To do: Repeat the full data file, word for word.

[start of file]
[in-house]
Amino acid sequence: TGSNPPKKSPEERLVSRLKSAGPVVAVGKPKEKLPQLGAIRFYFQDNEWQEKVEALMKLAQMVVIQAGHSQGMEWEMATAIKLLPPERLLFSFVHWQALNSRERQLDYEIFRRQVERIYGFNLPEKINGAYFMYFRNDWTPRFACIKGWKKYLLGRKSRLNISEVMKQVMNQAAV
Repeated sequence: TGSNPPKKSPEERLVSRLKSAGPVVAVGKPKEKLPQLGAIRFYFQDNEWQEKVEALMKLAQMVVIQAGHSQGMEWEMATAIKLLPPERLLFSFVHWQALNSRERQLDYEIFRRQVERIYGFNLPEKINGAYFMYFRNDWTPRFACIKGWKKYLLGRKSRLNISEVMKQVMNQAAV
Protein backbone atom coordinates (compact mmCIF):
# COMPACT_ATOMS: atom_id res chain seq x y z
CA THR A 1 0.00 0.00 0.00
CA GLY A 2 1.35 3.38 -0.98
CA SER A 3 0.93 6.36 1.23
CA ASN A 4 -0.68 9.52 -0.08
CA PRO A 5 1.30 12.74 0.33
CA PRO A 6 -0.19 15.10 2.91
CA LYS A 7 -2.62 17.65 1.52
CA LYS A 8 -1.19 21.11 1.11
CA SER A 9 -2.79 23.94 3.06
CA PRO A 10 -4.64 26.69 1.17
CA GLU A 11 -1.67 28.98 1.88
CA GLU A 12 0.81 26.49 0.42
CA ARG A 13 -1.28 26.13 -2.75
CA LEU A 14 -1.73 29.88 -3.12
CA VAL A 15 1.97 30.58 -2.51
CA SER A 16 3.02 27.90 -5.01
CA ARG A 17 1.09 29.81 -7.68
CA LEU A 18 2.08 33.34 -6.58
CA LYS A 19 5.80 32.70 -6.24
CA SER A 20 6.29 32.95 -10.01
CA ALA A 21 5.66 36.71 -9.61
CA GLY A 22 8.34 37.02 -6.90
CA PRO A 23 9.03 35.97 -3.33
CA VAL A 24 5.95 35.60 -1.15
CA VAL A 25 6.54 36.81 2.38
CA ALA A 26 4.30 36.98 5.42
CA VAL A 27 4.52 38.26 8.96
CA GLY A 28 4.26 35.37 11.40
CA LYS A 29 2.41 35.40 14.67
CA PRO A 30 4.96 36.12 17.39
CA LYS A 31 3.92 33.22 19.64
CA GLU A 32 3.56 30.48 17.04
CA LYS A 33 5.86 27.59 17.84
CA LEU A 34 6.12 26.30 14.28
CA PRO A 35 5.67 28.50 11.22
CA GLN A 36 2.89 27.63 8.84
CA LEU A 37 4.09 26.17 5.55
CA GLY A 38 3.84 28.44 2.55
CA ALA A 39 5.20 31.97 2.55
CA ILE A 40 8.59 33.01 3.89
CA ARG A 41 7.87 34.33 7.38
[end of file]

[in-house]
Amino acid sequence: TGSNPPKKSPEERLVSRLKSAGPVVAVGKPKEKLPQLGAIRFYFQDNEWQEKVEALMKLAQMVVIQAGHSQGMEWEMATAIKLLPPERLLFSFVHWQALNSRERQLDYEIFRRQVERIYGFNLPEKINGAYFMYFRNDWTPRFACIKGWKKYLLGRKSRLNISEVMKQVMNQAAV
Repeated sequence: TGSNPPKKSPEERLVSRLKSAGPVVAVGKPKEKLPQLGAIRFYFQDNEWQEKVEALMKLAQMVVIQAGHSQGMEWEMATAIKLLPPERLLFSFVHWQALNSRERQLDYEIFRRQVERIYGFNLPEKINGAYFMYFRNDWTPRFACIKGWKKYLLGRKSRLNISEVMKQVMNQAAV
Protein backbone atom coordinates (compact mmCIF):
# COMPACT_ATOMS: atom_id res chain seq x y z
CA THR A 1 0.00 0.00 0.00
CA GLY A 2 1.35 3.38 -0.98
CA SER A 3 0.93 6.36 1.23
CA ASN A 4 -0.68 9.52 -0.08
CA PRO A 5 1.30 12.74 0.33
CA PRO A 6 -0.19 15.10 2.91
CA LYS A 7 -2.62 17.65 1.52
CA LYS A 8 -1.19 21.11 1.11
CA SER A 9 -2.79 23.94 3.06
CA PRO A 10 -4.64 26.69 1.17
CA GLU A 11 -1.67 28.98 1.88
CA GLU A 12 0.81 26.49 0.42
CA ARG A 13 -1.28 26.13 -2.75
CA LEU A 14 -1.73 29.88 -3.12
CA VAL A 15 1.97 30.58 -2.51
CA SER A 16 3.02 27.90 -5.01
CA ARG A 17 1.09 29.81 -7.68
CA LEU A 18 2.08 33.34 -6.58
CA LYS A 19 5.80 32.70 -6.24
CA SER A 20 6.29 32.95 -10.01
CA ALA A 21 5.66 36.71 -9.61
CA GLY A 22 8.34 37.02 -6.90
CA PRO A 23 9.03 35.97 -3.33
CA VAL A 24 5.95 35.60 -1.15
CA VAL A 25 6.54 36.81 2.38
CA ALA A 26 4.30 36.98 5.42
CA VAL A 27 4.52 38.26 8.96
CA GLY A 28 4.26 35.37 11.40
CA LYS A 29 2.41 35.40 14.67
CA PRO A 30 4.96 36.12 17.39
CA LYS A 31 3.92 33.22 19.64
CA GLU A 32 3.56 30.48 17.04
CA LYS A 33 5.86 27.59 17.84
CA LEU A 34 6.12 26.30 14.28
CA PRO A 35 5.67 28.50 11.22
CA GLN A 36 2.89 27.63 8.84
CA LEU A 37 4.09 26.17 5.55
CA GLY A 38 3.84 28.44 2.55
CA ALA A 39 5.20 31.97 2.55
CA ILE A 40 8.59 33.01 3.89
CA ARG A 41 7.87 34.33 7.38